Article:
There are valuable benefits associated with utilizing the segmented rubbery polymers of this invention in making tire tread compounds. Tire tread compounds can be made using these segmented polymers without the need to blend additional rubbers therein. However, in many cases, it will e desirable to blend the segmented elastomer with one or more additional rubbers to attain the desired performance characteristics for the tire tread compound. For instance, the segmented rubber can be blended with natural rubber to make tread compounds for passenger tires which exhibit outstanding rolling resistance, traction and tread wear characteristics. Such blends will normally contain from about 5 to about 40 weight percent natural rubber and from about 60 to about 95% of the segmented elastomer. High performance tires which exhibit very exceptional traction characteristics, but somewhat comprised tread wear, can be prepared by blending the segmented elastomer with solution or emulsion styrene-butadiene rubber (SBR). In cases where tread wear is of greater importance than traction, high cis-1,4-polybutadiene can be substituted for the SBR. In any case, the segmented rubbers of this invention can be used to improve the traction, tread wear and rolling resistance of tires made therewith.

This invention is illustrated by the following examples which are merely for the purpose of illustration and are not to be regarded as limiting the scope of the invention or the manner in which it can be practiced. Unless specifically indicated otherwise, all parts and percentages are given by weight.

EXAMPLES 1-3

In this series of experiments, high performance rubbery elastomers were prepared utilizing the techniques of this invention. The high performance segmented rubbers synthesized in this series of experiments were comprised of a first segment which consisted of repeat units which were derived from 1,3-butadiene and a second segment which consisted of repeat units which were derived from styrene, isoprene, and 1,3-butadiene. The repeat units derived from styrene, isoprene, and 1,3-butadiene in the final segment of these segmented polymers were in random order.

The segmented polymers prepared in this series of experiments were synthesized in a one-gallon (3.8 liter) polymerization reactor. In the procedure used, 1,000 grams of a premix solution containing 17.6% 1,3-butadiene monomer was charged into the polymerization reactor. The monomer premix solution had been previously scavenged for impurities with a n-butyllithium solution. Polymerization was initiated by the addition of 1.4 ml of a 1.1M solution of n-butyllithium. The reactor was maintained at a temperature of about 65° C. until essentially complete conversion had been achieved.

At this point, 1.15 ml of a 5.37M solution of 2,2-ditetrahydrofuryl propane (DTP) was added to the reactor. Then, 1,000 grams of a premix solution containing styrene, isoprene, and 1,3-butadiene was added. The premix monomer solution contained a ratio of styrene to isoprene to 1,3-butadiene of 25:50:25. The polymerization was continued until an essentially complete conversion was attained. The reaction temperature utilized is shown in Table I.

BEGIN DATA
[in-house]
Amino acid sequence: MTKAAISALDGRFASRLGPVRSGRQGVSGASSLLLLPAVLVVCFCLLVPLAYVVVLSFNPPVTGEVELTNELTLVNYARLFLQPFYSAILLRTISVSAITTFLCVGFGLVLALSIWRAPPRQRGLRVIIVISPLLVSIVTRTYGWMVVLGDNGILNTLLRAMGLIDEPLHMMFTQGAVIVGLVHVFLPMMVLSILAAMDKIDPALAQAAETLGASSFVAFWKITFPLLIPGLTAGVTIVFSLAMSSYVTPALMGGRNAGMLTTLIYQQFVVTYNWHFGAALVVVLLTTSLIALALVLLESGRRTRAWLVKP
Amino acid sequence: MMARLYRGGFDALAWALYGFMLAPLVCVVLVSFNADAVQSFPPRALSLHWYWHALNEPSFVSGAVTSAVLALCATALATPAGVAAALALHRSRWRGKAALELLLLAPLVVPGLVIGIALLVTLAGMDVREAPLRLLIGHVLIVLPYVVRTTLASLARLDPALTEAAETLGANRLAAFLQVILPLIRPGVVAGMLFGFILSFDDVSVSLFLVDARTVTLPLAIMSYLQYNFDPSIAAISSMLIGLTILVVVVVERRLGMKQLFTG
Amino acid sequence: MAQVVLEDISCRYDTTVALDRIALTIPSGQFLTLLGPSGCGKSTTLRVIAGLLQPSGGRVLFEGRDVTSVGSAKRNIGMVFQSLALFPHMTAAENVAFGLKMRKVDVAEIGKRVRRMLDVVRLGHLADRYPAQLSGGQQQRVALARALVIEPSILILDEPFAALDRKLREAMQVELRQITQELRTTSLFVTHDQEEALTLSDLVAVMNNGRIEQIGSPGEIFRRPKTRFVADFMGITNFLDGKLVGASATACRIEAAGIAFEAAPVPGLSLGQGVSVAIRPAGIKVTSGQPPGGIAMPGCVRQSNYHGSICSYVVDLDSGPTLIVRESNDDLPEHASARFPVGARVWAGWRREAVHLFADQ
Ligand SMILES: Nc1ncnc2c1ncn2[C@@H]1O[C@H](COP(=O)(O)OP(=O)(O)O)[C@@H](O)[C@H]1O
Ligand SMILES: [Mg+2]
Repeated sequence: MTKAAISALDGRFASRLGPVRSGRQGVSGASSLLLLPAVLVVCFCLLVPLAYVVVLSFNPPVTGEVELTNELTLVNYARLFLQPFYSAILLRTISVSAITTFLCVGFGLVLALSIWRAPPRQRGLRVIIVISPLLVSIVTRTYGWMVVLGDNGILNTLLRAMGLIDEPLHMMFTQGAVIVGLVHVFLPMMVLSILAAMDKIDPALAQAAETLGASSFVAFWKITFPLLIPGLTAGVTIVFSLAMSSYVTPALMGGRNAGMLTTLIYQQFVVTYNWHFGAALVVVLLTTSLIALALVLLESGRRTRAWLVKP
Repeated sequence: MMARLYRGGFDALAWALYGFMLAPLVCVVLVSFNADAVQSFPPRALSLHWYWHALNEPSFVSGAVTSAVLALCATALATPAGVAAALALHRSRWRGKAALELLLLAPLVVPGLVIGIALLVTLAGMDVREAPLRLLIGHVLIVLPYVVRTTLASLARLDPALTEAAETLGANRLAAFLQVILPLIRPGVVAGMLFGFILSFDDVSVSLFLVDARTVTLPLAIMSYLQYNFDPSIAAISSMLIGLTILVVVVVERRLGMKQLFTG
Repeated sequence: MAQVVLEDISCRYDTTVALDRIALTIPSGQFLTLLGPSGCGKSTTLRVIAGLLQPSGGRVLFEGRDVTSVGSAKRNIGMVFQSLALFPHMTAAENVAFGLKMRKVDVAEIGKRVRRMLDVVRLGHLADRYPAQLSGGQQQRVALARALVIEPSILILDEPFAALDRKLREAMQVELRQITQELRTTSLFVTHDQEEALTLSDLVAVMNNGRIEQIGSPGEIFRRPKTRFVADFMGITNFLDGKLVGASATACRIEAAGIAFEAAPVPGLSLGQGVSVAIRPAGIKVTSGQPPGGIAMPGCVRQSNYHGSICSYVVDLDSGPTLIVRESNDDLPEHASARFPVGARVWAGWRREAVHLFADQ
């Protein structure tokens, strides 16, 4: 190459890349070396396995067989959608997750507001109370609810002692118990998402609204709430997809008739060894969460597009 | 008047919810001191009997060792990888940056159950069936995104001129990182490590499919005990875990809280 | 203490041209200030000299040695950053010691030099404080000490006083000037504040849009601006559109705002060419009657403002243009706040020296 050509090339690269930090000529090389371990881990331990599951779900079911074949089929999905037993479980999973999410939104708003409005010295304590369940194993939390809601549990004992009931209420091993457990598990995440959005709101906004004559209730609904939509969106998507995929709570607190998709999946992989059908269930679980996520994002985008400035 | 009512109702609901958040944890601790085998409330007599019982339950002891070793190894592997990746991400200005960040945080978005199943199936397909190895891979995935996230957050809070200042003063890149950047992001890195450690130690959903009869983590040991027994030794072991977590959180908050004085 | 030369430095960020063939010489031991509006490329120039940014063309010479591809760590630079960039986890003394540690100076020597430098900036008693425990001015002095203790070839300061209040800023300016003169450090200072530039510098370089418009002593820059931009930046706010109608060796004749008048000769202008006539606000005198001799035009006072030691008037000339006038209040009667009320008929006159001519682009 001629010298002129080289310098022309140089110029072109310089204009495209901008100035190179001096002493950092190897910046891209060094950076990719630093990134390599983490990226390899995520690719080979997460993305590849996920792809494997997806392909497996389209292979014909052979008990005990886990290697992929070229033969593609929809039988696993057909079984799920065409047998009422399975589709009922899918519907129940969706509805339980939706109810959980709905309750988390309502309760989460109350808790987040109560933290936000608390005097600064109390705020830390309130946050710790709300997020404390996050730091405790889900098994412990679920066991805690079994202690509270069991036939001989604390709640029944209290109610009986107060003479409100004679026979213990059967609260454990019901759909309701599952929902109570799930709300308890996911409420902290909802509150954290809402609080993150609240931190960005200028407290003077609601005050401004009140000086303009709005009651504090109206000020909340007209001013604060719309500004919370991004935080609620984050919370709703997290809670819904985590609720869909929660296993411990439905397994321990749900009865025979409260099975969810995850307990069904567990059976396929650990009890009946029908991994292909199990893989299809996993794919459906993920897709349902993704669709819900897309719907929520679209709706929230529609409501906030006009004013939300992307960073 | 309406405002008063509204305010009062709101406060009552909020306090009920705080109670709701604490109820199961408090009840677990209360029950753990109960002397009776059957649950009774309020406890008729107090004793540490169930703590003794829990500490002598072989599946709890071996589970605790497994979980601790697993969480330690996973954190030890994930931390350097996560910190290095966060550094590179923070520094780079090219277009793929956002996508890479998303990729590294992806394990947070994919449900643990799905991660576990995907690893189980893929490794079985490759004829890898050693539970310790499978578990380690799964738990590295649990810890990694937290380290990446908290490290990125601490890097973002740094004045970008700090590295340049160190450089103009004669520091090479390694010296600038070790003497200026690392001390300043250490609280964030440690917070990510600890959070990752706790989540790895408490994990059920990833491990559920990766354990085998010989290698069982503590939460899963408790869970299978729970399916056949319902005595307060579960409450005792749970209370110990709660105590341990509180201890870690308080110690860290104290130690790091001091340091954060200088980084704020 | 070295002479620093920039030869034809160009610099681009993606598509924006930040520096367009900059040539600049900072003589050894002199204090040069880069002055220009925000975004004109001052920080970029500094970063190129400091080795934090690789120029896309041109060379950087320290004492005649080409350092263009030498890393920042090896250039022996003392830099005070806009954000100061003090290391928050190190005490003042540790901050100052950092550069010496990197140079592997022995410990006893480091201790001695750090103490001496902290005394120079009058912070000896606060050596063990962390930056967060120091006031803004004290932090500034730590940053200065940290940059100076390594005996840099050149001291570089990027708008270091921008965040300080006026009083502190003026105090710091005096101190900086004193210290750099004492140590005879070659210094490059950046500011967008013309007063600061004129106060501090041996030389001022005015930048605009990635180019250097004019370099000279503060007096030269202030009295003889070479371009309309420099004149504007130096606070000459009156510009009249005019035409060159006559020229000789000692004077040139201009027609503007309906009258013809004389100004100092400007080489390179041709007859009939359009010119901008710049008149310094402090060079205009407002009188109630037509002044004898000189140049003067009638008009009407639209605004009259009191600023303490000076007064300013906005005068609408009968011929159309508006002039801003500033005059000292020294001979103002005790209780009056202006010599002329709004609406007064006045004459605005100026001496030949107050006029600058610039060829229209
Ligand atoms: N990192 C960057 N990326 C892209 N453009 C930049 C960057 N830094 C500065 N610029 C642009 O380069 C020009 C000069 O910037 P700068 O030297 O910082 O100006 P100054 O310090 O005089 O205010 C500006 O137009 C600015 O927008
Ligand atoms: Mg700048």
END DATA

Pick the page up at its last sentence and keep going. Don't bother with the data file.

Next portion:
The three segmented polymers synthesized in this series of experiments displayed two glass transition temperatures which were within the ranges of about -93° C. to about -95° C. and about 0° C. to 10° C. The microstructure of the segmented polymers prepared is also shown in Table I.

EXAMPLE 4

In this experiment a high performance segmented rubber was prepared utilizing essentially the same procedure as is described in Examples 1-3. However, in this experiment, isoprene was substituted for 1,3-butadiene in the first step of the polymerization. Accordingly, the segmented rubber made in this experiment had a first block which was comprised of repeat units which were derived from isoprene. The polymer produced exhibited a single glass transition temperature at -52° C. The microstructure of the polymer made is reported in Table I. In all of these synthesis procedures, the polymerization medium was shortstopped with methanol and the segmented polymer was stabilized with 1 phr (parts per hundred parts of rubber) of an antioxidant. The segmented rubbers were subsequently recovered by evaporating the solvent in a vacuum oven which was maintained at a temperature of 122° F. (50° C.) It took approximately 24 hours for the drying to be completed.

                                  TABLE I__________________________________________________________________________Pzm. Temp. for              MooneyExampleFinal Segment        Tg    ML-4 1,2-PBd                        1,4-PBd                             1,2-PI                                 3,4-PI                                     1,4-PI                                         Sty__________________________________________________________________________1    23° C.        -93 + 7              79   10   52   5   19  3   132    65° C.        -95 + 0              64   10   52   4   19  4   143    18° C.         -95 + 10              66   10   52   5   20  2   144    65° C.        -52   65    7    5   3   25  48  14__________________________________________________________________________